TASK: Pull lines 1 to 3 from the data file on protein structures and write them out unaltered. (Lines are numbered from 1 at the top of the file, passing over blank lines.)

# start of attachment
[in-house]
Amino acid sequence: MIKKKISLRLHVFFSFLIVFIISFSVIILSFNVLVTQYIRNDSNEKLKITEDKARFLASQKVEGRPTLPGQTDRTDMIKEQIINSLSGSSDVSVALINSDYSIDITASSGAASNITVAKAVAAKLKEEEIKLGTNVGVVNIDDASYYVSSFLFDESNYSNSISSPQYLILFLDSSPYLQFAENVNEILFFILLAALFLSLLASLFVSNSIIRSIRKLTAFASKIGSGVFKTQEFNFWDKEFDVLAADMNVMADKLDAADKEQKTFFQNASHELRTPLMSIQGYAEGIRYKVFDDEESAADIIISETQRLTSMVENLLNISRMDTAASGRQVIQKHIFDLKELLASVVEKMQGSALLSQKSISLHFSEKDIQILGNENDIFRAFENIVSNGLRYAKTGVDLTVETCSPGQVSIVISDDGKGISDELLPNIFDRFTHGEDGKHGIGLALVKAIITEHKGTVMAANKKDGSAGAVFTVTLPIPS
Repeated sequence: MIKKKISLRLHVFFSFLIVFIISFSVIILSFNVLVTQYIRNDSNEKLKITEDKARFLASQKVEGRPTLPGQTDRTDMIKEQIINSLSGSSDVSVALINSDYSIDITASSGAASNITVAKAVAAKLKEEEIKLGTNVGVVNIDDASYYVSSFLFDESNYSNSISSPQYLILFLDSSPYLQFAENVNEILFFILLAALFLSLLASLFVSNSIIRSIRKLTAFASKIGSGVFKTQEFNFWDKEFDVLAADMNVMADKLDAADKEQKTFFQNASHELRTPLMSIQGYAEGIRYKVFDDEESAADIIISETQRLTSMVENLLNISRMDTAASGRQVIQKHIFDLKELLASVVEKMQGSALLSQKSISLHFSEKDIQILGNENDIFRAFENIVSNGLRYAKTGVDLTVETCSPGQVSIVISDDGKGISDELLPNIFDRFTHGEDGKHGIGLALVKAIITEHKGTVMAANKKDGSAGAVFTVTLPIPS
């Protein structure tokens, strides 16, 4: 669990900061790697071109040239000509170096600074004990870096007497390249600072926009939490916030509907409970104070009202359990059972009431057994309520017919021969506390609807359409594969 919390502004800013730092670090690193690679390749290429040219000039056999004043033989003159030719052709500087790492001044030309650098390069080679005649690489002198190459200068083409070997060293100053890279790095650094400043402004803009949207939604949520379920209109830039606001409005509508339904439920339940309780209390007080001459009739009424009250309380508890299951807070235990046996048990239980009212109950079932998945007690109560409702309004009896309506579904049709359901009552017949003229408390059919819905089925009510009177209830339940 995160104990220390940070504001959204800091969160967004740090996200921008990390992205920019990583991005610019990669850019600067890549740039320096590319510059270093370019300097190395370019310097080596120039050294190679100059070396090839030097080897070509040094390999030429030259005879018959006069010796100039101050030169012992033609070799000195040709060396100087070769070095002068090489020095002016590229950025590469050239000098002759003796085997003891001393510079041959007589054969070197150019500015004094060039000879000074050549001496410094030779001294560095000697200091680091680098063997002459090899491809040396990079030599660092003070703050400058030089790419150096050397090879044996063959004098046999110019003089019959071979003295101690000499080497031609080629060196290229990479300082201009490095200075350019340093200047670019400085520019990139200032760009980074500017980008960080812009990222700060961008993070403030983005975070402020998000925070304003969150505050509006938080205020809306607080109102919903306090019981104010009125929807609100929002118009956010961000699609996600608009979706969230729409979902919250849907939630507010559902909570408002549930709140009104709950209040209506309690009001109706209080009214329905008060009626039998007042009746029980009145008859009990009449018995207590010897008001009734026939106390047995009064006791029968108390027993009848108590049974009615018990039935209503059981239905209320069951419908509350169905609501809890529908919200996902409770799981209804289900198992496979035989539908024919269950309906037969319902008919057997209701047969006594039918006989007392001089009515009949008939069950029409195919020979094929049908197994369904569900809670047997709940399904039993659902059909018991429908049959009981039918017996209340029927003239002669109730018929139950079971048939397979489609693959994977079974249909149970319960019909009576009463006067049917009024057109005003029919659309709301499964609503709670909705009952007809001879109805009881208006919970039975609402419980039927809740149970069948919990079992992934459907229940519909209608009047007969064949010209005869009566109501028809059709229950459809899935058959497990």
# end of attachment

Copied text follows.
[in-house]
Amino acid sequence: MIKKKISLRLHVFFSFLIVFIISFSVIILSFNVLVTQYIRNDSNEKLKITEDKARFLASQKVEGRPTLPGQTDRTDMIKEQIINSLSGSSDVSVALINSDYSIDITASSGAASNITVAKAVAAKLKEEEIKLGTNVGVVNIDDASYYVSSFLFDESNYSNSISSPQYLILFLDSSPYLQFAENVNEILFFILLAALFLSLLASLFVSNSIIRSIRKLTAFASKIGSGVFKTQEFNFWDKEFDVLAADMNVMADKLDAADKEQKTFFQNASHELRTPLMSIQGYAEGIRYKVFDDEESAADIIISETQRLTSMVENLLNISRMDTAASGRQVIQKHIFDLKELLASVVEKMQGSALLSQKSISLHFSEKDIQILGNENDIFRAFENIVSNGLRYAKTGVDLTVETCSPGQVSIVISDDGKGISDELLPNIFDRFTHGEDGKHGIGLALVKAIITEHKGTVMAANKKDGSAGAVFTVTLPIPS
Repeated sequence: MIKKKISLRLHVFFSFLIVFIISFSVIILSFNVLVTQYIRNDSNEKLKITEDKARFLASQKVEGRPTLPGQTDRTDMIKEQIINSLSGSSDVSVALINSDYSIDITASSGAASNITVAKAVAAKLKEEEIKLGTNVGVVNIDDASYYVSSFLFDESNYSNSISSPQYLILFLDSSPYLQFAENVNEILFFILLAALFLSLLASLFVSNSIIRSIRKLTAFASKIGSGVFKTQEFNFWDKEFDVLAADMNVMADKLDAADKEQKTFFQNASHELRTPLMSIQGYAEGIRYKVFDDEESAADIIISETQRLTSMVENLLNISRMDTAASGRQVIQKHIFDLKELLASVVEKMQGSALLSQKSISLHFSEKDIQILGNENDIFRAFENIVSNGLRYAKTGVDLTVETCSPGQVSIVISDDGKGISDELLPNIFDRFTHGEDGKHGIGLALVKAIITEHKGTVMAANKKDGSAGAVFTVTLPIPS